This (liberal) belief that authoritarian, conservative teaching is “wasteful” of human potential plays an important part in modern attitudes to education. Liberal theorists work on the assumption that there is an immense hidden treasure trove of energy, imagination and talent latent within each pupil which is prevented from emerging in full by discipline, fixed procedure, prejudice and tradition. But the biographies of great men suggest that even harsh discipline was no hindrances to creative talent: Byron, Schiller and Nietzsche spring immediately to mind. Schiller’s case is particularly instructive since without the rigors of his education it is difficult to imagine that he would have been fired to writing his famous denunciations of tyranny! As Eric Linklater long ago observed,the best climate for creative energy is an incompetent dictatorship. But for the liberal, the aim of education is not the flourishing of individual genius, in itself anyway a suspect (or for the deconstructivist, non-existent) thing, what is important is human emancipation in general in the course of which process reason roles back the irrational. The difference for Dewey between civilization and savagery is found in the degree to which people learn from experience and improve their conditions on the basis of what they have learned. This bias underlies the entire liberal philosophy of education.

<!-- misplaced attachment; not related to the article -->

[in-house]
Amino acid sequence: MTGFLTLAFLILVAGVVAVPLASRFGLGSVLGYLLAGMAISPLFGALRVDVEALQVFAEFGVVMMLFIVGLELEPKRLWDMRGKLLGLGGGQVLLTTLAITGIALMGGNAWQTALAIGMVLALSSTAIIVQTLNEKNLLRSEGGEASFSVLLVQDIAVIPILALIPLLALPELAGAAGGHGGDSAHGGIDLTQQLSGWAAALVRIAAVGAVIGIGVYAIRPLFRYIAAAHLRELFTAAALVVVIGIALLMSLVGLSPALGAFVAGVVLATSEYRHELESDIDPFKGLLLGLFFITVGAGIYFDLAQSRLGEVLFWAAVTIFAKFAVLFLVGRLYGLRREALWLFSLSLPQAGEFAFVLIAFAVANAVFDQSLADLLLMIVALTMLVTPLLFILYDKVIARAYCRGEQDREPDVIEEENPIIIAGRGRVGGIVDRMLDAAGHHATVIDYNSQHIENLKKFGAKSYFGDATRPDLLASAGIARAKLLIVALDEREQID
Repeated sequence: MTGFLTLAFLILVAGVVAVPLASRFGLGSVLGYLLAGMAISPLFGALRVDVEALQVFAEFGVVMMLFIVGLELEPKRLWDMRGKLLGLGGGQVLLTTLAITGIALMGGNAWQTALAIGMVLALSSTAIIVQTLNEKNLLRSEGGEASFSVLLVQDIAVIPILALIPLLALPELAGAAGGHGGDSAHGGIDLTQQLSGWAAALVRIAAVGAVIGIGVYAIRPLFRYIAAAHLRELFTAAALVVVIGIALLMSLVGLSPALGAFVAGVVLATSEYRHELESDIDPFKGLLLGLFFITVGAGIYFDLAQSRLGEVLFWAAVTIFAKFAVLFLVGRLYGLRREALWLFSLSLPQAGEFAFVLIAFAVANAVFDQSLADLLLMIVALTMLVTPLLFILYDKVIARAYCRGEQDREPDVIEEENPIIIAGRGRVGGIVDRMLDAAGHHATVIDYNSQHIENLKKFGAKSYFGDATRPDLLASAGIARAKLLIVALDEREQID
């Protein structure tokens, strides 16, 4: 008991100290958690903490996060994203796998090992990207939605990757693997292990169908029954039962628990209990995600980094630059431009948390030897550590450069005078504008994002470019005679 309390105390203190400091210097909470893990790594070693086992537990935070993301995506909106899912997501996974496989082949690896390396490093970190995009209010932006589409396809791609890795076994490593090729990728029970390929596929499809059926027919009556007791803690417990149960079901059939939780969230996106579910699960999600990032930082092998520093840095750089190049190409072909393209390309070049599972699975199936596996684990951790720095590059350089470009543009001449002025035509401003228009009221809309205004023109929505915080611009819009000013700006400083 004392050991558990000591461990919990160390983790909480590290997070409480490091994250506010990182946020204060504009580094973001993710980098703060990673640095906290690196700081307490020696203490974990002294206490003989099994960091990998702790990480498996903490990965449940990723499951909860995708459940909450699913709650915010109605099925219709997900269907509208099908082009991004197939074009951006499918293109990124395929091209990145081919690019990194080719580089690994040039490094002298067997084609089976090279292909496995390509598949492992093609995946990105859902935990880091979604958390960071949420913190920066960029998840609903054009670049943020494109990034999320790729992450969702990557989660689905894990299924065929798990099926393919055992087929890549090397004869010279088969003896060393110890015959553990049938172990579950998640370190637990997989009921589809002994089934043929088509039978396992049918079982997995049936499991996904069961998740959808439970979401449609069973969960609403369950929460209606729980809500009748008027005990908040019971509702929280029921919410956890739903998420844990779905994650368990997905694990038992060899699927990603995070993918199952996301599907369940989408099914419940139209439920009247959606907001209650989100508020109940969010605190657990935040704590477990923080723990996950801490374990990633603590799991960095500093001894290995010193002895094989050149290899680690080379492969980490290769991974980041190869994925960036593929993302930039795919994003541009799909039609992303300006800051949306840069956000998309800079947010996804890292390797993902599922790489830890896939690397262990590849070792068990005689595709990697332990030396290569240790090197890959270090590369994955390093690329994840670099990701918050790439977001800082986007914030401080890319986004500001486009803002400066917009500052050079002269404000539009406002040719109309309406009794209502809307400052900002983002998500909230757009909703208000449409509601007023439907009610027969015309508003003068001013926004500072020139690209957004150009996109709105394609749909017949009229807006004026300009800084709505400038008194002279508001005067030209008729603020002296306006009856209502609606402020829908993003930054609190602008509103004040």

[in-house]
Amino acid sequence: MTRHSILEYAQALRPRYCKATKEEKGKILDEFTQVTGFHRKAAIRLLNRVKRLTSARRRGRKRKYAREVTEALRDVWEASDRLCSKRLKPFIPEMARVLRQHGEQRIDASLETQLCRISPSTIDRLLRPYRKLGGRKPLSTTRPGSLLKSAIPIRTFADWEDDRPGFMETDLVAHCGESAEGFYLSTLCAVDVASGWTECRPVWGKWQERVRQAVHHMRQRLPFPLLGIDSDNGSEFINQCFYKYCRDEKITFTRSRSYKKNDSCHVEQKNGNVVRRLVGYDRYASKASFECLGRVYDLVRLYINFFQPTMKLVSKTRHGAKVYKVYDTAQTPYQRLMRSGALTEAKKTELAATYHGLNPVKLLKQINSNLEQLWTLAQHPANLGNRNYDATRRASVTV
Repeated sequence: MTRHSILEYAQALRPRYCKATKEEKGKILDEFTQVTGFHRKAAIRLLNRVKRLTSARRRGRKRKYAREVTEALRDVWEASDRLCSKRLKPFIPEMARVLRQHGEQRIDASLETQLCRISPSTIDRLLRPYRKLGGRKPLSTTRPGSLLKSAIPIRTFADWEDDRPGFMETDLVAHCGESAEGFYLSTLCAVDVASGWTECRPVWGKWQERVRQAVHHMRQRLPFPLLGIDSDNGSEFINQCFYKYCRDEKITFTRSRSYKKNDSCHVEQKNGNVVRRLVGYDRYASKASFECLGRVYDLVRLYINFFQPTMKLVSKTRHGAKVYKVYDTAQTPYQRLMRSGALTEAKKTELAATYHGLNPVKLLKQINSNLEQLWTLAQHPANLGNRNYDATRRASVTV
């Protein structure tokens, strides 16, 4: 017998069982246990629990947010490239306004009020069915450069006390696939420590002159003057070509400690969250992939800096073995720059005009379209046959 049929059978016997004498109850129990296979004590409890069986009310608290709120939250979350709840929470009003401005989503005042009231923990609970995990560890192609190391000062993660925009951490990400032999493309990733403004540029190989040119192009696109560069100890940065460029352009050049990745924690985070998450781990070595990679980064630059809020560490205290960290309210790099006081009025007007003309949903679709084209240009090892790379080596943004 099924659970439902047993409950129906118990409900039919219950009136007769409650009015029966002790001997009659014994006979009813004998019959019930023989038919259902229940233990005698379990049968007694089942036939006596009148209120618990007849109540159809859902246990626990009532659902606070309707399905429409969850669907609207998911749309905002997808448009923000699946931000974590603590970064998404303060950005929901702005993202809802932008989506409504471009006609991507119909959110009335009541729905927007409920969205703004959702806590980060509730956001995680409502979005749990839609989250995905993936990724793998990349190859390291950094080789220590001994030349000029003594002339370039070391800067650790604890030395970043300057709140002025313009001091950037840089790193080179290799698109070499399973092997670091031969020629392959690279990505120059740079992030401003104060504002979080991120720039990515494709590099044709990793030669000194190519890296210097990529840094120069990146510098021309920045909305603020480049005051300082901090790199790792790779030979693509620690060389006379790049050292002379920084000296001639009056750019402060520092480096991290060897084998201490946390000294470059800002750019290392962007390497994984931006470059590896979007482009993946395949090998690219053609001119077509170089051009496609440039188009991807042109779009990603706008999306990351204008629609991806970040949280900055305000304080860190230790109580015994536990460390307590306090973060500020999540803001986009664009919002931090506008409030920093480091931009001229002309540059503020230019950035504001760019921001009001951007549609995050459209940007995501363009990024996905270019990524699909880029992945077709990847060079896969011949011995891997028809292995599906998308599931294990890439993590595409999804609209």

The argument that education should be left to the professionals is discredited by the evidence of the success of non-professional schooling and the utter failure of schools, or at least state schools, to show that professionals do the job better. Conrad Russell in an article for the London Review of Books (20th March 1997) candidly headed Leave it to the Teachers criticized the new Labour government in Britain for its wish to improve educational standards by penalising or even closing poor schools. It is the job of politicians, Russell explained with disarming arrogance, to find the money. Teachers will decide how best to spend it. Only Liberal Democrats, according to Russell, understand this. About the parents and pupils or society as a whole, this Liberal Democrat has not a word to waste. This approach follows Dewey’s belief that education should not be sullied by “politics” but left to the tender care of teachers, liberal teachers that is. But the fact that state education is in the doldrums can not be wished away by proclamations of independence from teachers.
The academic record of private schools is better on average than that of state schools. Would the total abolition of state education in the current situation be such a bad thing? The more state education moves away from offering a national education syllabus, the harder it becomes to see the sense in having state education at all. Worse, state schools have become identified not with fairness, progress and equal opportunity, but with arrogant central planning, bureaucratic inefficiency, complacency and anonymity, that is to say, with all the most hated aspects of socialism. State schools in most peoples eyes are rightly or wrongly associated not with the village school and the country but with the Comprehensive and the town.